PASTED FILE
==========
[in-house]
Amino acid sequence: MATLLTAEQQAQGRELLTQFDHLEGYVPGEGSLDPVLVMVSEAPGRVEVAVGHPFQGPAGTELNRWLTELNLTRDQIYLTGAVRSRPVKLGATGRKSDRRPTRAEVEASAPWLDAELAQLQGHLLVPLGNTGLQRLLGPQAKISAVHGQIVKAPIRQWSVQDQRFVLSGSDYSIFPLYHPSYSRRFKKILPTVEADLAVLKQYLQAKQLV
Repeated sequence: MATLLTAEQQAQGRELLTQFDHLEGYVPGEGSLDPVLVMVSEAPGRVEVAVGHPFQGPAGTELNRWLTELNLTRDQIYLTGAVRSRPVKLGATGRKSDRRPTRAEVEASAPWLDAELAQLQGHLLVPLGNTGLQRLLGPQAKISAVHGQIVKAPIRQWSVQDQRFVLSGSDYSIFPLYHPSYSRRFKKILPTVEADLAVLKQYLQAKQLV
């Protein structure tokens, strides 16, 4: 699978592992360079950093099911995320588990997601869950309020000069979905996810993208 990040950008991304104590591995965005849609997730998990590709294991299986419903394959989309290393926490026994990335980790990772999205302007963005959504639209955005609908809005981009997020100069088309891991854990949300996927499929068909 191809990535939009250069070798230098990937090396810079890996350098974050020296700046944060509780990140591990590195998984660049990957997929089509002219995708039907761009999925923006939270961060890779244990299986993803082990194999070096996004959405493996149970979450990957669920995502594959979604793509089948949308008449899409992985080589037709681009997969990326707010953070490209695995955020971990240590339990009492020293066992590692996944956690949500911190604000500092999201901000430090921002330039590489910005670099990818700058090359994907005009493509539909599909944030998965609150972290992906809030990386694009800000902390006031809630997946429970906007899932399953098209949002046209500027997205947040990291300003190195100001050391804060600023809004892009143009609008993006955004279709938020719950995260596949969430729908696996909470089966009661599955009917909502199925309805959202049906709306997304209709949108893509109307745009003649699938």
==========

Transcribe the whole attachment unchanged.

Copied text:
[in-house]
Amino acid sequence: MATLLTAEQQAQGRELLTQFDHLEGYVPGEGSLDPVLVMVSEAPGRVEVAVGHPFQGPAGTELNRWLTELNLTRDQIYLTGAVRSRPVKLGATGRKSDRRPTRAEVEASAPWLDAELAQLQGHLLVPLGNTGLQRLLGPQAKISAVHGQIVKAPIRQWSVQDQRFVLSGSDYSIFPLYHPSYSRRFKKILPTVEADLAVLKQYLQAKQLV
Repeated sequence: MATLLTAEQQAQGRELLTQFDHLEGYVPGEGSLDPVLVMVSEAPGRVEVAVGHPFQGPAGTELNRWLTELNLTRDQIYLTGAVRSRPVKLGATGRKSDRRPTRAEVEASAPWLDAELAQLQGHLLVPLGNTGLQRLLGPQAKISAVHGQIVKAPIRQWSVQDQRFVLSGSDYSIFPLYHPSYSRRFKKILPTVEADLAVLKQYLQAKQLV
């Protein structure tokens, strides 16, 4: 699978592992360079950093099911995320588990997601869950309020000069979905996810993208 990040950008991304104590591995965005849609997730998990590709294991299986419903394959989309290393926490026994990335980790990772999205302007963005959504639209955005609908809005981009997020100069088309891991854990949300996927499929068909 191809990535939009250069070798230098990937090396810079890996350098974050020296700046944060509780990140591990590195998984660049990957997929089509002219995708039907761009999925923006939270961060890779244990299986993803082990194999070096996004959405493996149970979450990957669920995502594959979604793509089948949308008449899409992985080589037709681009997969990326707010953070490209695995955020971990240590339990009492020293066992590692996944956690949500911190604000500092999201901000430090921002330039590489910005670099990818700058090359994907005009493509539909599909944030998965609150972290992906809030990386694009800000902390006031809630997946429970906007899932399953098209949002046209500027997205947040990291300003190195100001050391804060600023809004892009143009609008993006955004279709938020719950995260596949969430729908696996909470089966009661599955009917909502199925309805959202049906709306997304209709949108893509109307745009003649699938």